By Julie Shapiro
The camera pans over the protestors, holding signs in Spanish and English, marching to pounding drums beneath banners in red, white and blue, screaming: “Si se puede!”
As the parade surges past, several men and women break apart from the crowd to tell the camera why they are marching: to give illegal immigrants the right to earn a living in America and become citizens.
This is one scene from the short documentary, “Si Se Puede (Yes We Can)” filmed by three high school students. In May, the students will see their film on the big screen as part of Our City, My Story, a youth media competition sponsored by the Tribeca Film Institute during the Tribeca Film Festival.
Iemi Hernandez-Kim, Roanda Vatel and Rosalino Ramos, high school seniors, made “Si Se Puede” through a program called PRO-TV at the Downtown Community Television Center. DCTV, an independent nonprofit studio, runs a two-year mentoring program for high school filmmakers.
While many high schoolers spend their Sunday afternoons watching movies, the PRO-TV students spend their Sunday afternoons making them. They come to DCTV’s studio in the Civic Center twice a week to plan, film and edit, producing short documentaries that receive wide acclaim.
The Tribeca Film Institute received more than 100 youth film submissions and selected 11 to screen. In addition to “Si Se Puede,” the festival will feature “Crazy Little Dancer,” an autobiographical film by PRO-TV student Lilibeth Chauca. “Si Se Puede” also recently won recognition from the National Foundation for Advancement in the Arts.
PRO-TV accepts eight to 12 students a year for its intensive program, out of nearly 50 who apply. DCTV pays the students minimum wage for the hours they spend in the studio, partly to train them for the real world and partly because many of them need to contribute to their family economy.
The students started filming “Si Se Puede” in the fall of 2006, when a bill before Congress would have made it harder for immigrants to come to the United States to work and would have increased penalties for illegal immigrants. The students interviewed activists on both sides and filmed the fiery May Day protest in Lower Manhattan last spring.
Hernandez-Kim, 17, sided with the immigrants before making the film, partly because she is an immigrant herself. She was born in Mexico and her family legally came to the United States when she was a baby. But as she made the film, she began to question her position, especially after interviewing anti-immigration activists who argued that illegal immigrants wreak havoc on the economy and job market.
“There are good and bad sides of making a documentary film,” Hernandez-Kim said recently, while editing another one of her films. “You can actually say something to people, have a voice, as corny as that sounds. But a lot of your morals are tested.”
The students interviewed one man who bounced around several South and Central American countries before crossing illegally from Mexico into the United States. The camera focuses on a large map while he uses a finger to trace his journey. Dim lighting keeps his face hidden in shadow as he narrates his struggles in Spanish.
“We’re all affected by immigration,” said Vatel, 16, whose parents were born in Haiti. While making “Si Se Puede,” she researched immigration laws and advocated for including non-Hispanic immigrants in the film.
Vatel, who attends the Urban Assembly School for Law and Justice in Brooklyn, was planning to be a lawyer until she started making films. Her parents were not pleased with her change in ambition, and their disapproval became the subject of Vatel’s second documentary. After her parents saw themselves shouting at their daughter on tape, “They listened up a bit,” Vatel said. “They didn’t realize how much they are pushing me.”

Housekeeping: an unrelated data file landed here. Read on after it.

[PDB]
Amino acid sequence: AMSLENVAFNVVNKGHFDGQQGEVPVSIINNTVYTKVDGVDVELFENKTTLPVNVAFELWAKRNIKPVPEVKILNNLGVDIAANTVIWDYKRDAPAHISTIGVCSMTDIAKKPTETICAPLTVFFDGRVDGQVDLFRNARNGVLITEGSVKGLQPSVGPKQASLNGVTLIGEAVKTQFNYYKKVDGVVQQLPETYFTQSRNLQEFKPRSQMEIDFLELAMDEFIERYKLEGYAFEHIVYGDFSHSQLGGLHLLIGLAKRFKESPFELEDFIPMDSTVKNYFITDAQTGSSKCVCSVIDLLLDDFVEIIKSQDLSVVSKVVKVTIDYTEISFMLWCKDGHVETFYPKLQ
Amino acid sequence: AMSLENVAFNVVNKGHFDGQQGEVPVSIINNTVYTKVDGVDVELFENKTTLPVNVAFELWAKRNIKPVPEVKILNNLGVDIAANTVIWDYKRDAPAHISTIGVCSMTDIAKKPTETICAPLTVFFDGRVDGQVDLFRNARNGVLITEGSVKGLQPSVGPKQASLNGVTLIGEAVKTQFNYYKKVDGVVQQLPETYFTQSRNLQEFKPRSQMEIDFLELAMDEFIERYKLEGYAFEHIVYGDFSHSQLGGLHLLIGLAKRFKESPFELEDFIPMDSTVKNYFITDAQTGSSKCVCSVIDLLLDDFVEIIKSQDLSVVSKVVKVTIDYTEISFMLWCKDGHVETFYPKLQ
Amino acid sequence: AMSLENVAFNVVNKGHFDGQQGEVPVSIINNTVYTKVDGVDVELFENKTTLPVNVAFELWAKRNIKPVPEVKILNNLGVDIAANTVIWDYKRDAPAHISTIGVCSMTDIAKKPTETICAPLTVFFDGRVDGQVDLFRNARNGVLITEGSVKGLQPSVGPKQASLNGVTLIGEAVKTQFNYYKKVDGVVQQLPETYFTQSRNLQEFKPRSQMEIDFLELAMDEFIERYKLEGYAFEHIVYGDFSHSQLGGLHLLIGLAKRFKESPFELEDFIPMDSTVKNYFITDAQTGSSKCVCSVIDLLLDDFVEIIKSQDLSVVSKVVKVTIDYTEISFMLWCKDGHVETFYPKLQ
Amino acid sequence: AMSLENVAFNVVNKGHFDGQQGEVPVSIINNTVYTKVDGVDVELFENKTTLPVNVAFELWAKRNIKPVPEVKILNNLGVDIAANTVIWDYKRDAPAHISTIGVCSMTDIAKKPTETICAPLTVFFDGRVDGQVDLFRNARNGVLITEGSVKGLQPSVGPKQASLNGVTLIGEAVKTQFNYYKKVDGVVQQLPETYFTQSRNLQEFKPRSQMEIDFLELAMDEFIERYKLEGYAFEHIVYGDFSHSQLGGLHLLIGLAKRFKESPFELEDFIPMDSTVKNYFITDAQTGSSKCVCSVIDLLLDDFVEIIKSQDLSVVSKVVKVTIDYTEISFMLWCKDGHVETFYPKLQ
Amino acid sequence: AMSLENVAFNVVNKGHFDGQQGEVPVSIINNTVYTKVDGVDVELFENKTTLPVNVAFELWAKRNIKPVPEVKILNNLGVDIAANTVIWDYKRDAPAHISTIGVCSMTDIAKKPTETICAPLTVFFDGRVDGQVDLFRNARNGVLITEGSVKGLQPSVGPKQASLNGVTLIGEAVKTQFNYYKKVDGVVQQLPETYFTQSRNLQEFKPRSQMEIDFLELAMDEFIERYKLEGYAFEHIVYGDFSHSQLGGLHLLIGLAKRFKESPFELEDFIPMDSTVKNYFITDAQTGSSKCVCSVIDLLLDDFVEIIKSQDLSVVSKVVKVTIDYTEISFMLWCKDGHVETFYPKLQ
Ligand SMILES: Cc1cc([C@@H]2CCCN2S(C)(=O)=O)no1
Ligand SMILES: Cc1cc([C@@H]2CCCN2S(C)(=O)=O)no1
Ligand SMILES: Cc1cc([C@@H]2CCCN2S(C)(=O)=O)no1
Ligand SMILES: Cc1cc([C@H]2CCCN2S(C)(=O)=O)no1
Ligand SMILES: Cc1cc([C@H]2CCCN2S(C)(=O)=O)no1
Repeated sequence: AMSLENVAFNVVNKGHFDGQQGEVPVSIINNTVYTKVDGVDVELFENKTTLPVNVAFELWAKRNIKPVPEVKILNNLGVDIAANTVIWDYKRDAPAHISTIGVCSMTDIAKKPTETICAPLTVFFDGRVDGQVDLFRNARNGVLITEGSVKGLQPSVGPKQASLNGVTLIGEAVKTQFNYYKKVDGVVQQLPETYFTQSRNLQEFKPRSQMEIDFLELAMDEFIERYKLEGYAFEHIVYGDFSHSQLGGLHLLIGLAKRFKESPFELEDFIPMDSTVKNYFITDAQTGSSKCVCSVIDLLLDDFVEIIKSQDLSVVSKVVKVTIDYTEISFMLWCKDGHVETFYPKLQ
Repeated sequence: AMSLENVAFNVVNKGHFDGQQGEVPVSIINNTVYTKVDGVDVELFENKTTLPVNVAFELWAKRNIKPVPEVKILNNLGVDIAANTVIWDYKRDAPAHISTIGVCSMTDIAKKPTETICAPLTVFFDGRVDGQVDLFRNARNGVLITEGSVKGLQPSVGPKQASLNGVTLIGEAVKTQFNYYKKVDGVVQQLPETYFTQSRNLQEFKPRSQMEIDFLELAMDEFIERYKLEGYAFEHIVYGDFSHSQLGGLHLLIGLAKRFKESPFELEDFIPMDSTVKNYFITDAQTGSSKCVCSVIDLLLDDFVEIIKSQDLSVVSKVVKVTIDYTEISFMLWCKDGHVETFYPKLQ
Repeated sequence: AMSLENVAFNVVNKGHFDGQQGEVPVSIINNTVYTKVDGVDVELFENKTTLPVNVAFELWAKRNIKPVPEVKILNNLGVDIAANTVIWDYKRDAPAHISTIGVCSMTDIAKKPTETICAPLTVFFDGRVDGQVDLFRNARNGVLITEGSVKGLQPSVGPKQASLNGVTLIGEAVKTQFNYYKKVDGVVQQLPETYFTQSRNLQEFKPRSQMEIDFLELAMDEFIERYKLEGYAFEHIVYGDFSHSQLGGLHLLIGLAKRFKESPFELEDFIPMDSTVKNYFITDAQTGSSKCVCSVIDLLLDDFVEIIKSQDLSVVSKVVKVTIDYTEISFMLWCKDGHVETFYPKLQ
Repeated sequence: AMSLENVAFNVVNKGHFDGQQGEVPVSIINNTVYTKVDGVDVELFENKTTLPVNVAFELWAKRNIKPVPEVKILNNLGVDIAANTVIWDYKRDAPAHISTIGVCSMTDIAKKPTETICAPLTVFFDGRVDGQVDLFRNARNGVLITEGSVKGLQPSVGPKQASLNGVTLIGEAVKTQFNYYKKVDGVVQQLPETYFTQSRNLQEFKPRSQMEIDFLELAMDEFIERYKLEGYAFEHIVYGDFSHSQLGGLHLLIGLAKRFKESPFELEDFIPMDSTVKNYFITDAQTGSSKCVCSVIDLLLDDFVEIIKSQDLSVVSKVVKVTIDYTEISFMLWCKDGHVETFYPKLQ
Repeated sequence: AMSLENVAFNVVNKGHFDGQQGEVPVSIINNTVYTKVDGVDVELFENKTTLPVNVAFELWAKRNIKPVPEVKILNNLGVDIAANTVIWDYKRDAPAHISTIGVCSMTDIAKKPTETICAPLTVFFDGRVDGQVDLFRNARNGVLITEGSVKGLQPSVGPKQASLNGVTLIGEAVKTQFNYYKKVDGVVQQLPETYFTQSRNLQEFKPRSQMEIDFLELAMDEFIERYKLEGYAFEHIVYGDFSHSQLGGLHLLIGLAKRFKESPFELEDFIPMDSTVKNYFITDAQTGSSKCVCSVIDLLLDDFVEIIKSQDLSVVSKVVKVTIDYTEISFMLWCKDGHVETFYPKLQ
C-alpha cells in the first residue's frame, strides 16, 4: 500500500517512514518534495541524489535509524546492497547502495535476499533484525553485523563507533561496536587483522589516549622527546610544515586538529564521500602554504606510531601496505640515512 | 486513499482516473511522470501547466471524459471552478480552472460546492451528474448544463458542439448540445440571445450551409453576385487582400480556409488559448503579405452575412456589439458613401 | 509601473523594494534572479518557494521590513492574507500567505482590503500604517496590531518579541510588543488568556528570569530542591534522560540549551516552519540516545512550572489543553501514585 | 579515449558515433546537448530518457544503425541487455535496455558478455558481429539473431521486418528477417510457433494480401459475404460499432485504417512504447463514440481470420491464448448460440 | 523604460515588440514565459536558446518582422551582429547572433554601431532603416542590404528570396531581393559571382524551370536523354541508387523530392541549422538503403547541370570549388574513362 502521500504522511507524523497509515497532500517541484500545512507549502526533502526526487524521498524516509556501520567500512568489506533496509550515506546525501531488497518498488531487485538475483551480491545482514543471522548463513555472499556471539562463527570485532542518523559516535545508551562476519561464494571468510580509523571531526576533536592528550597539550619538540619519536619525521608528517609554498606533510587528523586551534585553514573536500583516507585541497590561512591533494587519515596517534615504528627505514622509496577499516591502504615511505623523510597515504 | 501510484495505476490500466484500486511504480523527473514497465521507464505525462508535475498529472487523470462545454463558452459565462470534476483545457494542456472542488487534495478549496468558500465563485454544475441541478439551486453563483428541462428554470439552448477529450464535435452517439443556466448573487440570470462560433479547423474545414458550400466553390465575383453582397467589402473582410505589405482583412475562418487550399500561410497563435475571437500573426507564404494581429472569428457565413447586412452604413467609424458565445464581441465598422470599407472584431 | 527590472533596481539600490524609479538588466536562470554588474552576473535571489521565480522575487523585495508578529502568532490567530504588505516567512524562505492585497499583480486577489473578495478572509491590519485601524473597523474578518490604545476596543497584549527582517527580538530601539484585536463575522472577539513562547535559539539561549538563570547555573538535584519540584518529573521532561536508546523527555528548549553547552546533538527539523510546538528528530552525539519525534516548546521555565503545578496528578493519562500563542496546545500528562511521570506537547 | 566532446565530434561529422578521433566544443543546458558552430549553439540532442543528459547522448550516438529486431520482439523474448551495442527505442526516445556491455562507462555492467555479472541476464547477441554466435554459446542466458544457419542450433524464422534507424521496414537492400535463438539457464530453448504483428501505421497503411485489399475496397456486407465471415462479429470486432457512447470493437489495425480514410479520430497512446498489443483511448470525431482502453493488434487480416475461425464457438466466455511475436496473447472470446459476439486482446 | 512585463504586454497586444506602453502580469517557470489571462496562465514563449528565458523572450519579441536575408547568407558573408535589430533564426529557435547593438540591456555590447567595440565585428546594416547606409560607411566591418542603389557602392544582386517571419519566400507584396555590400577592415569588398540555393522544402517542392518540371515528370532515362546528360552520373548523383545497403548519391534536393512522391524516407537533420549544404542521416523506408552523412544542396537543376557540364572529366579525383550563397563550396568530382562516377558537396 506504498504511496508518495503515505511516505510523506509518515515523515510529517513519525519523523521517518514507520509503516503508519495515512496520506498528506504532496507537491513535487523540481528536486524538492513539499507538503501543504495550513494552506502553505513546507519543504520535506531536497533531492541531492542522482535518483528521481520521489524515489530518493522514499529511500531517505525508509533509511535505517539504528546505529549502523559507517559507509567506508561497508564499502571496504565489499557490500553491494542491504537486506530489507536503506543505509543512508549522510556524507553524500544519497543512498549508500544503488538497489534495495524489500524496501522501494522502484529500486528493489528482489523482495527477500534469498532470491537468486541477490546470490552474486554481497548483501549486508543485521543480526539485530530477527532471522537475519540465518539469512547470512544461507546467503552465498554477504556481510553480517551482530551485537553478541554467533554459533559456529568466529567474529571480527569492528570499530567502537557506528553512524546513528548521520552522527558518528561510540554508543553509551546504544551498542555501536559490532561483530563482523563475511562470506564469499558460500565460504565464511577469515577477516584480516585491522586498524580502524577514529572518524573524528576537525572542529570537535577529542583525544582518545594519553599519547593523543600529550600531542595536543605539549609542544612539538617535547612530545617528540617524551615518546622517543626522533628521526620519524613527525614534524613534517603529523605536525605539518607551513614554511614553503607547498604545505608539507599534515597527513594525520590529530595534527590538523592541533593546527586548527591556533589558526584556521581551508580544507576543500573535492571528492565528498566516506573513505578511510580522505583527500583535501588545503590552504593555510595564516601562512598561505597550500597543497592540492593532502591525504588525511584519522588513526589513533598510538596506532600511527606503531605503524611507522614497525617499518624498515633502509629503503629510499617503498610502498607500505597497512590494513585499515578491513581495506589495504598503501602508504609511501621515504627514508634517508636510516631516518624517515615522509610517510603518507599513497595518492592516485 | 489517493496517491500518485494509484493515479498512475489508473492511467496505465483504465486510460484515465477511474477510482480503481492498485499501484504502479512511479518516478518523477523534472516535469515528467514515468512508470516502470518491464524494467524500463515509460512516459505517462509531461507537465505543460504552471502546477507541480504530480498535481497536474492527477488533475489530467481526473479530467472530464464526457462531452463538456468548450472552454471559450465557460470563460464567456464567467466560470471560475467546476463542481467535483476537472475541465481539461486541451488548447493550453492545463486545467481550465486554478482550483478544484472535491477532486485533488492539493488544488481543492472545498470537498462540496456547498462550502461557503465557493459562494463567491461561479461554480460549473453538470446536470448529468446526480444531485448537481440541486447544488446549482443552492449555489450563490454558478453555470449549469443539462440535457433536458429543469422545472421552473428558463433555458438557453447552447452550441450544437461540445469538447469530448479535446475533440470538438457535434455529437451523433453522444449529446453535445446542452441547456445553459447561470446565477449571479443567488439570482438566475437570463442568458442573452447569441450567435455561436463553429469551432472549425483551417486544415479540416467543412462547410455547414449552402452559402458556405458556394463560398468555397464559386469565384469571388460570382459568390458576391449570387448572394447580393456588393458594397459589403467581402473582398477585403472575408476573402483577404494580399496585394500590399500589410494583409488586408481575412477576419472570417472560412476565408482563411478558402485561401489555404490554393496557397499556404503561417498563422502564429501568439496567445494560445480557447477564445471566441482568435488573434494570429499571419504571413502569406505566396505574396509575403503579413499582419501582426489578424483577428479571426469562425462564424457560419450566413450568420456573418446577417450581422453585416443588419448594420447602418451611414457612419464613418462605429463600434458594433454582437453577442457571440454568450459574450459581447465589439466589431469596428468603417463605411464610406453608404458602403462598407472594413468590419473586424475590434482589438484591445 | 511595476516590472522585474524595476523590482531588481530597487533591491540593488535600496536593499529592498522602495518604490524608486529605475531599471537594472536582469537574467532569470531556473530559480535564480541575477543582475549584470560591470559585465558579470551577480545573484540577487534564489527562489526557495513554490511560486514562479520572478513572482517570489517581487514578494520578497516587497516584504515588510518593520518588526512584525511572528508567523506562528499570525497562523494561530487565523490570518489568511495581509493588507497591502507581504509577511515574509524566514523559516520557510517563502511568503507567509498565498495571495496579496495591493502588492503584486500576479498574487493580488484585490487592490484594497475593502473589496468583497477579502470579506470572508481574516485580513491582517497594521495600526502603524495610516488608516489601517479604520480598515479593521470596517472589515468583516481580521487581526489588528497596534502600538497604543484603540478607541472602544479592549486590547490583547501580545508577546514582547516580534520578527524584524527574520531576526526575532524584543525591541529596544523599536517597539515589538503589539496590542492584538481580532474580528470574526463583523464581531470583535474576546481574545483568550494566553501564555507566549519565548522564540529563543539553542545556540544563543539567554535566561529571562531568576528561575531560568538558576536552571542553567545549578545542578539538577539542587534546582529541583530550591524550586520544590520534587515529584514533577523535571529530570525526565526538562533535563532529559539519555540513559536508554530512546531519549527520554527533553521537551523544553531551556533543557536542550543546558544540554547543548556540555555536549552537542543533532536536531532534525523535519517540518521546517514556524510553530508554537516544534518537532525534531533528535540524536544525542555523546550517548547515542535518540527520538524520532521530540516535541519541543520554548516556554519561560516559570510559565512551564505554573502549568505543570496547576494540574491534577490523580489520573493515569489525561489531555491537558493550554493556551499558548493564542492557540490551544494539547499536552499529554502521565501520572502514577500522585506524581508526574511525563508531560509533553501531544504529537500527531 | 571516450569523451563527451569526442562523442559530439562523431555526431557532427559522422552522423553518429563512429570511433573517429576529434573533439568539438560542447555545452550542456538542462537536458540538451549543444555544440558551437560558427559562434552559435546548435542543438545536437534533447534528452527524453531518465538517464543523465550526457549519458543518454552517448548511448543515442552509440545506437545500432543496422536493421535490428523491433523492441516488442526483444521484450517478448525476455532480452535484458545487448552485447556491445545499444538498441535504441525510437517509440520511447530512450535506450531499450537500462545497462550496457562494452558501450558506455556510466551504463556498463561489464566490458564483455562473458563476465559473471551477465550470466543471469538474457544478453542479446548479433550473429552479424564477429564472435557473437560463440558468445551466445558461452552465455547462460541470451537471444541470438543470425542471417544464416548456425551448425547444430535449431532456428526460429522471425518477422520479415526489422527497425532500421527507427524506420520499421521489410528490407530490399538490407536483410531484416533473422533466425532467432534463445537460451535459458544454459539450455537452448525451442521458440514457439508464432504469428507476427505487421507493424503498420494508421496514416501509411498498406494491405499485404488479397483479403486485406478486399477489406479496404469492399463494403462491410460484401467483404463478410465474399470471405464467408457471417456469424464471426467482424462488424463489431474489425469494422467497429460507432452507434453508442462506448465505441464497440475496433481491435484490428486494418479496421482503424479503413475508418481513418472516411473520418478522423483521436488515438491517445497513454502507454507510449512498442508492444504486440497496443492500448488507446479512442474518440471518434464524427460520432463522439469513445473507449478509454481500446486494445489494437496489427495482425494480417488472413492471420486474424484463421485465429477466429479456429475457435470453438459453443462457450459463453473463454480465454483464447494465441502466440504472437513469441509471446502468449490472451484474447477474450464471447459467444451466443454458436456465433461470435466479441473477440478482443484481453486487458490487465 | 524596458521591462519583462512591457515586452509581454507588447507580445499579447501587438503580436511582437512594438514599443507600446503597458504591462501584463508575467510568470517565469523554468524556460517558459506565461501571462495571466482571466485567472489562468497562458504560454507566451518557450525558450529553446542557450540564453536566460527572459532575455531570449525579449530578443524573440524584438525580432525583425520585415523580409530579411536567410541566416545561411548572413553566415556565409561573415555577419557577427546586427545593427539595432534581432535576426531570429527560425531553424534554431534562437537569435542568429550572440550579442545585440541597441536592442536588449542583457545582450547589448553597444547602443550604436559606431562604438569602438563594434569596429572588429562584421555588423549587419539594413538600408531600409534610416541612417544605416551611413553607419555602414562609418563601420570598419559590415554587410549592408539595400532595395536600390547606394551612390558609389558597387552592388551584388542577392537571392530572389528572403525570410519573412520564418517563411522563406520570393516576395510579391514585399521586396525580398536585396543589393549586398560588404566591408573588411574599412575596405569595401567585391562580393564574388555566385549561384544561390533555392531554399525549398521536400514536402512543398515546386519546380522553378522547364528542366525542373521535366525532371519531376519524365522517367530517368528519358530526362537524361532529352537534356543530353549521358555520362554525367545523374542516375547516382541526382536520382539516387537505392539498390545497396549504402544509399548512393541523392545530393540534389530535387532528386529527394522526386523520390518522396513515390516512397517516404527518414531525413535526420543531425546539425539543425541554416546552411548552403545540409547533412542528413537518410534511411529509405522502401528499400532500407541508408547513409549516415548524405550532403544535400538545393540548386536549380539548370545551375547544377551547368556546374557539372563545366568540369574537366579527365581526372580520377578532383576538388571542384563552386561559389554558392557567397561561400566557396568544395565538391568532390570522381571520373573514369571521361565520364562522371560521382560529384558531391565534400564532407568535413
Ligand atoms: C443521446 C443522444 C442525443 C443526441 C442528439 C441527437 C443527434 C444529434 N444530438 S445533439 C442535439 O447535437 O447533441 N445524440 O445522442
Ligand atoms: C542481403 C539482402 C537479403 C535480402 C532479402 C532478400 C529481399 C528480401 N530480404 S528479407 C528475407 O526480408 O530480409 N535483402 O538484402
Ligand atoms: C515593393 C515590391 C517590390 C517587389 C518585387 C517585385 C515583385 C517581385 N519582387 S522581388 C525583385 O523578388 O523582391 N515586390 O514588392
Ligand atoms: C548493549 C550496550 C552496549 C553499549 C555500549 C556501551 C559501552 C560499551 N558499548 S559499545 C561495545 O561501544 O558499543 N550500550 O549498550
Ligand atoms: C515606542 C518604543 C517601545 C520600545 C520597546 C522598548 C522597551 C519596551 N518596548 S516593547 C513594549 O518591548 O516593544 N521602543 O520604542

Vatel wrote her personal essay for her college applications about PRO-TV, and Trinity College, in Connecticut, replied with a personalized acceptance letter saying that her filmmaking impressed them. Vatel also got into her first choice, Amherst College, and is weighing financial aid packages to make her decision. She hopes to continue filming in college and wants her next project to be a scripted movie.
For Orlando Richards, PRO-TV instructor, the class is about more than just learning the mechanics of filmmaking though students learn to operate professional-grade cameras and editing software. But, more important, Richards wants the students to make films that matter to them and teach them to see their environment in a new way.
Richards brought the students, many of them Hispanic, to the immigration protests so they could see a national issue playing out in the local community.
“It dawned on them: This is me, this is part of my life,” Richards said. “They get more involved and start to see themselves as part of the bigger picture.”
Shooting documentaries helps the students grow up faster than they would, Richards said. “When you take a camera, you have to take responsibility for what you’re doing,” he said.
Every year, PRO-TV sends several students abroad through barter programs. In exchange for free travel, the students create documentaries for the sponsoring organizations when they return to New York. Hernandez-Kim, a student at Edward Morrow High School in Brooklyn, spent last summer backpacking through China her first time backpacking through anywhere. She returned home with countless new experiences and 50 hours of footage that she is parsing into a documentary.
“Everything is different,” she said of China. “It’s more hostile. People on the buses push you and yell at you.”
On a recent afternoon, Hernandez-Kim sat at a computer at DCTV editing clips of an orphanage she visited. Her head resting on her hands, she clicked through the clips. Hernandez-Kim, who lives in Brooklyn, said the trip actually taught her the most about Americans. The other teenagers on her trip were from the suburbs. “There’s a big difference,” she said.
Jon Alpert, co-founder and co-director of DCTV, created the travel program to give broader exposure to the students, some of whom have never left New York City. Suddenly, when the students find themselves in Guatemala, India or Sibera places that “might as well have been Mars or Venus,” Alpert said they have to adapt quickly, filming all the while.